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The Slacker's Guide - Upgrades, Filial Combat and Everything In Between

by Chris Barylick
July 29th, 2005

"But it was working befooooooooooooore!!!"

This comment, often conveyed in pitches reserved for dolphins in heat, both grates against the spine and conveys a very simple message: Something has changed in the way a user interacts with their computer. Odds are they are not terribly fond of this change.

The Problem:

Somewhere around fifth grade, I began to tinker. After coming home from the school, I'd walk upstairs to the den to find my sister firmly entrenched in front of the television. In as much as we got along, she was queen of the remote with a habit of watching seven to eight shows at once, and with her teenage glare pinned down years in advance, I wandered off to find something else to do.

That "something else" usually involved sitting down in front of my family's LC II, finishing my homework, then proceeding to push it to its limits with whatever programs, games or system updates had just come out (the fact that the Mac version of Syndicate suggested a 68040 processor, or that Resorcerer and HexEdit required a better knowledge of system architectures than I had meant nothing).

This was an interest I would continue to develop throughout high school and given that the end result was my being occupied and my teachers didn't have to read through chicken-scratch-meets-Sanscrit handwriting on my assignments, everyone came out ahead.

Where things went wrong were instances when the interface changed from something that my family could recognize and work with to something new and different. If an unknown icon had invaded their desktop or a new option appeared in a menu, the reaction process elevated along the same lines as DEFCON nuclear alert levels.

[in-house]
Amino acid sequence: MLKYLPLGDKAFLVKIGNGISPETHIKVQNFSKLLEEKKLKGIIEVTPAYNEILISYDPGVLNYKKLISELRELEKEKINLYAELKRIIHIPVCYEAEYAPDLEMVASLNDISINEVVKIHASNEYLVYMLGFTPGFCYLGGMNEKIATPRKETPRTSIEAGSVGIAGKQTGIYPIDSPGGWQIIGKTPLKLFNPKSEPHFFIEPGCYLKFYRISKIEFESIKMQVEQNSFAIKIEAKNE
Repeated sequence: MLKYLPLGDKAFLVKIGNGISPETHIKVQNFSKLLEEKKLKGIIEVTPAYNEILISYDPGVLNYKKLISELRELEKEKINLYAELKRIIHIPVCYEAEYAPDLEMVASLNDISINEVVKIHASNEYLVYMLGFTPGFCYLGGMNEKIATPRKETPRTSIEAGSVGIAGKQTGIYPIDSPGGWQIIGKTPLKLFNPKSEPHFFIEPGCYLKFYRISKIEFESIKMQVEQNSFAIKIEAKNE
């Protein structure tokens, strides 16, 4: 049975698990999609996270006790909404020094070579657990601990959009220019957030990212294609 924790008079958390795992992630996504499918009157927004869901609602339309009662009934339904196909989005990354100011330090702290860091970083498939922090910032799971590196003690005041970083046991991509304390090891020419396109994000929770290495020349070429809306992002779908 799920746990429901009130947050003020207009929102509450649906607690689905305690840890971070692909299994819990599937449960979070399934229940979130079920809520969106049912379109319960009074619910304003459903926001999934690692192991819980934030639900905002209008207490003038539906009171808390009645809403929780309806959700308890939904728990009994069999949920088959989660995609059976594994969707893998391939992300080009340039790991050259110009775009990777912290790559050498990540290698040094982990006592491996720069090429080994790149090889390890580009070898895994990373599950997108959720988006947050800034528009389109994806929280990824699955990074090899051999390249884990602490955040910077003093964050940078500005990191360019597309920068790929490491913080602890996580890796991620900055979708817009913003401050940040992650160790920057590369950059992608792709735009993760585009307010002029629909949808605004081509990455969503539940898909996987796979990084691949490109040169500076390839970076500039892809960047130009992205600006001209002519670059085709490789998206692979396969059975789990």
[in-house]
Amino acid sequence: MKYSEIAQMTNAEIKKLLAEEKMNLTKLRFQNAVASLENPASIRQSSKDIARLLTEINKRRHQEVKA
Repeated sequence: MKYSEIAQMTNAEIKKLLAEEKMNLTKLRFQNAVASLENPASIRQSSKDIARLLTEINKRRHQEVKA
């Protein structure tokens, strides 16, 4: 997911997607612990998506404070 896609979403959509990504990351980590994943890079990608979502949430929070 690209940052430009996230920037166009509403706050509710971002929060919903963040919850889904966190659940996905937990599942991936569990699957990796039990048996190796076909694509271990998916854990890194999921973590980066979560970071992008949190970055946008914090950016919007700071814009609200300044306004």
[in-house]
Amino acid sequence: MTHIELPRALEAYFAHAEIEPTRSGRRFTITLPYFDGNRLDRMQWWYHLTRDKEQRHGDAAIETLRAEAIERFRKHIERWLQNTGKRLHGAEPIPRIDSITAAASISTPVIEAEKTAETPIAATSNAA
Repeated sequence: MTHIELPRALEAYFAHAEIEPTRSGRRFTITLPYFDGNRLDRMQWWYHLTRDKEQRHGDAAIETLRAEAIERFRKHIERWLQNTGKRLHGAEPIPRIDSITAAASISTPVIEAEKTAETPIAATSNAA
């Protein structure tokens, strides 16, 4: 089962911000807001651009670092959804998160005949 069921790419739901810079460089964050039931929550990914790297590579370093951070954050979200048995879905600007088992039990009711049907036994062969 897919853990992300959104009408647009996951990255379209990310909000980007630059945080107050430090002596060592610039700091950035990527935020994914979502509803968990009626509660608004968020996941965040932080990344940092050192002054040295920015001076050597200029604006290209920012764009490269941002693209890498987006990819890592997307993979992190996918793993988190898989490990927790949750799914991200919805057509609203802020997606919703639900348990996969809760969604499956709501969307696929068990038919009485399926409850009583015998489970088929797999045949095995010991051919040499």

First, the question of "can you come here and explain this?" Second, a more forcible version of this question. Third, another family member might be called over to see if they knew what this was. Fourth, a mild demand for help. And finally, at level five, the demand to "change it back the way it was, no matter what." At these times, I think my family might have been more comfortable if I'd found a street corner to hang out on.

Two Camps:

In one camp are the users interested in seeing what a system is capable of doing and perhaps expanding this. In the other, there are those who like how the computer is running as it is. They can sit down, does what they want it to do and while their uses might be fairly general, it gets the job done with few (if any) problems.

Put these groups together, especially under the same roof, and something is bound to happen. Whether this is seen from a child beginning to download new programs via a peer to peer client, a family realizing their teenager has made the computer into something new altogether, or a married couple realizing that one person is more than happy to download, install and test every piece of software to hit while the other just wants to use the machine for word processing and e-mail, conflicts are bound to emerge sooner or later.

Get Your Own:

If I was going to fiddle with anyone's hardware, it might as well have been my own, if only for the sake of personal longevity. Or at least this was my family's opinion. Fortunately, Apple decided to compete head on with the PC market in the form of the Mac Mini, a speedy piece of hardware that may not outperform a G5, but can still be outfitted with extra RAM as well as an AirPort card and Bluetooth module. Frankenstein the Mini to any generic USB keyboard, mouse and a PC monitor and you have a sturdy, cost effective system starting at $499.

If there's one universal truth, it's that younger users probably don't have this kind of money floating around. When I first set out to earn a PowerBook to use for taking notes back in high school, I struck a deal with my parents that we'd go 50/50 on the final product with my end being covered in the form of extra house work at a rate of $5 per hour.